Primark suit – we tried it on to see if it was fit for purpose
If there’s one controversy that seems to be age-defining, it’s that surrounding Primark’s decision to launch its own range of wetsuits. The £36 one-size-fits-all unisex wetsuits have drawn the ire of Cornwall’s surfing community who see them as totally unsuitable and a waste of money – even though it’s just under £40.
In return, the surfers have been lambasted – by non-surfers presumably – as arrogant snobs because they all wear very expensive fancy gear. So, in view of this controversy, which of course dwarfs everything else in comparison – the food crisis, the rising cost of living, skyrocketing oil prices, Partygate, the war in Ukraine and the tremendous economic fallout from Brexit, we decided to put one of these Primark suits to the test and put an end to all this social media nonsense once and for all.
First off, as a disclaimer, I’m an avid surfer. I go there at least twice a week, every week, all year round. For me, a wetsuit should be comfortable because I use it a lot, but above all, I should keep myself warm.
Read more: Primark is launching a range of surf and swimwear and bargain hunters are loving it
For information, the wetsuit I use for surfing is a 5.5/4.5 mm from O’Neill. This means around my vitals, back and legs it is 5.5mm thick and 4.5mm thick around my shoulders where there is the most movement and need therefore the most flexibility. The brand is irrelevant but it happens to be the Santa Cruz company founded by the late wetsuit pioneer Jack O’Neill that I went with as they were the only ones selling a wetsuit winter thicker than “normal” without having to order arctic survival gear.
I bought it two years ago and it always keeps me warm in the winter. Most people use 5/4mm wetsuits for the winter and maybe go down to 4/3mm in the summer months or even 3/2mm if they are feeling adventurous or surfing in the Basque Country . My wetsuit cost me nearly £300 at the time.
For many people, it is a fortune. And you are right. I had to save up for this. £300 is not cheap. And with the cost of everything rising, if I could find a wetsuit that cost a fraction of the price but still kept me warm and comfortable, I’d go right away. However – and this is the big problem – when we took a Primark wetsuit for a spin it didn’t do that – it didn’t do the job it intended.
Wetsuits should fit like a second skin. There should be no gaping holes at the collar, wrists, or ankles, otherwise the water will run off and certainly wake you up every time you wipe yourself off or dive under a wave. Even if it’s just for splashing around with the kids in the shallow white water, the next wave will feel like someone poured a bucket of ice water down your back. How long will you last before you or your kids get really cold?
For a fashion company, we were surprised to find that their line of jumpsuits didn’t take into account the different body shapes of men and women. So where men’s wetsuits are wider around the shoulders, women’s suits fit around their breasts and hips.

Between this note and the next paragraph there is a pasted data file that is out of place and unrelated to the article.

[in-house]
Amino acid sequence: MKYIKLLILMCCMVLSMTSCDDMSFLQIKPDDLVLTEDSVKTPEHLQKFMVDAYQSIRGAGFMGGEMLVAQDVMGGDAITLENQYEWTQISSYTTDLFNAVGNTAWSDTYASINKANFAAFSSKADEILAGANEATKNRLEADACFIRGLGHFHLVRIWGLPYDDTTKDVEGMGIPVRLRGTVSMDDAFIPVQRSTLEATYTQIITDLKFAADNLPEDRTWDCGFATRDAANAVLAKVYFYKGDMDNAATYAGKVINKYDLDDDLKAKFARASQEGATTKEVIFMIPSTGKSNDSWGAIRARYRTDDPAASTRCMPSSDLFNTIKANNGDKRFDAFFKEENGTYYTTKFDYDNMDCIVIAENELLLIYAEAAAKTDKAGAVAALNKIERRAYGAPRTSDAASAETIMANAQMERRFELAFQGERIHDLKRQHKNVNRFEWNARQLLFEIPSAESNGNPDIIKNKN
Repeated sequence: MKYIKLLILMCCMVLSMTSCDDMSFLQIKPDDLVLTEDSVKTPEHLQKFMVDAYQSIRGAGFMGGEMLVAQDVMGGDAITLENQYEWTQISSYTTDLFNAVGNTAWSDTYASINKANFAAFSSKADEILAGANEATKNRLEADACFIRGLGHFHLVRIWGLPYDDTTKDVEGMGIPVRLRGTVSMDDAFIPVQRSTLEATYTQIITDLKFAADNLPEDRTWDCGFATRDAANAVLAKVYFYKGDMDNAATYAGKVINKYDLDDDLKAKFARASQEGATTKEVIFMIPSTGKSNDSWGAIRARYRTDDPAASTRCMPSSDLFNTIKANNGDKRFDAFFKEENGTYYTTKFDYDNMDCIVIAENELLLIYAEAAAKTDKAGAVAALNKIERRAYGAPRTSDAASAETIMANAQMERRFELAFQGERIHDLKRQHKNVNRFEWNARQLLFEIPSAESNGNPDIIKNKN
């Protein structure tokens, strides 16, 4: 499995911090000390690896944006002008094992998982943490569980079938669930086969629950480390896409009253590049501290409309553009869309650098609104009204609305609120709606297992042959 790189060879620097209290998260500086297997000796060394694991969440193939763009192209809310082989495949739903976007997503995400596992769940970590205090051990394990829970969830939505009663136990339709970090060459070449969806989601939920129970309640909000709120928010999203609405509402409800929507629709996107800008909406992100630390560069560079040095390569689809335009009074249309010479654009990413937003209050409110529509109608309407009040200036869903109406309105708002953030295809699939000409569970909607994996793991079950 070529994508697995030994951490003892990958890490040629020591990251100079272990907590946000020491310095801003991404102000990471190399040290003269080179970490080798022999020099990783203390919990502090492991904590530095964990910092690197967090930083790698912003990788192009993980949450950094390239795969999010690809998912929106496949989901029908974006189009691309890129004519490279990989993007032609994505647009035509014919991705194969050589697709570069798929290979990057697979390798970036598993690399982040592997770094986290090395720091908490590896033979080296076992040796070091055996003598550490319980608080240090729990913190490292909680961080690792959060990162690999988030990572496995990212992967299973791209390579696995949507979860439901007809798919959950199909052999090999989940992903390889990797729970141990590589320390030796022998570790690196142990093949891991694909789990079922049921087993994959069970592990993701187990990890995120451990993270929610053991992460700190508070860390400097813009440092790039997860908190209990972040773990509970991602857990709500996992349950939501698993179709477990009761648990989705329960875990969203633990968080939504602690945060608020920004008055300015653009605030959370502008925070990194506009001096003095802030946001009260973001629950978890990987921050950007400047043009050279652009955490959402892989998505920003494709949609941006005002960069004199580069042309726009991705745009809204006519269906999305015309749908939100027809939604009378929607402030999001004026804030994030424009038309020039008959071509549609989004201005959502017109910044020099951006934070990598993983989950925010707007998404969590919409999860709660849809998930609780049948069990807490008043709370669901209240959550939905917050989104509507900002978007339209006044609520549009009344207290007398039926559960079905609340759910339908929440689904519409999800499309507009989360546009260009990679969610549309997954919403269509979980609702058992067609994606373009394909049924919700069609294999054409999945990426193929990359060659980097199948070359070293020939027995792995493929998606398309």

Not the Primark wetsuits. They look like they were designed by someone who has never seen the ocean in their life, let alone worn a wetsuit. So as a guy I had loose ripples of fabric around my hips and legs which meant that not only were they 3mm thin and way too cold for Cornwall most months of the year, it was also very uncomfortable.
As a result I was really cold and my lower regions were so crushed by the distorted suit that I didn’t last 15 minutes in the sea at Perranporth beach when I went there at 8am (Sunday May 15). It was so uncomfortable carrying a trash bag with three holes for the head and arms would have been better. I shivered back to the car and put on my real wetsuit and drove home for almost two hours.
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It’s cheap and that’s the problem. The price is attractive and you can’t fault Primark for that. The suits, which are only available in small, medium and large sizes, fit so badly that they are actually very easy to put on and take off. So that’s great!
But they’re so bad they’ll last a summer and be thrown away like the cheap old styrofoam bodyboards Cornwall fought so hard to get rid of thanks to the efforts of our plastic-free communities and environmental charities like Surfers Against Sewage and many others.
But what a false economy. Such a waste. Think of the energy, resources and time it took to produce and then ship these suits from China.
They are a reflection on our disposable fast-fashion economy. Whatever your hobby, you probably want your kit to last a long time. So you pay a little more for the quality. And the higher the quality, the easier it is to repair, so it lasts. Are you a bunch of snobs for this reason? No, you are reasonable.
Surfers are like you. They want their kit to last because it’s expensive and not all surfers are monetized.
So the best advice I can give to anyone considering buying a Primark wetsuit “just because it’s cheap and it’s just for the holidays” is: don’t. Instead, head to your nearby surf shop – and Cornwall has tons of them – where the staff know their stuff and there’s plenty of choice to find something that suits your needs and hire one. .
This way you won’t even have to take it home. You won’t feel any environmental guilt for throwing something away after five minutes, and perhaps more importantly, you won’t look like sausage meat stuffed into a flabby old condom.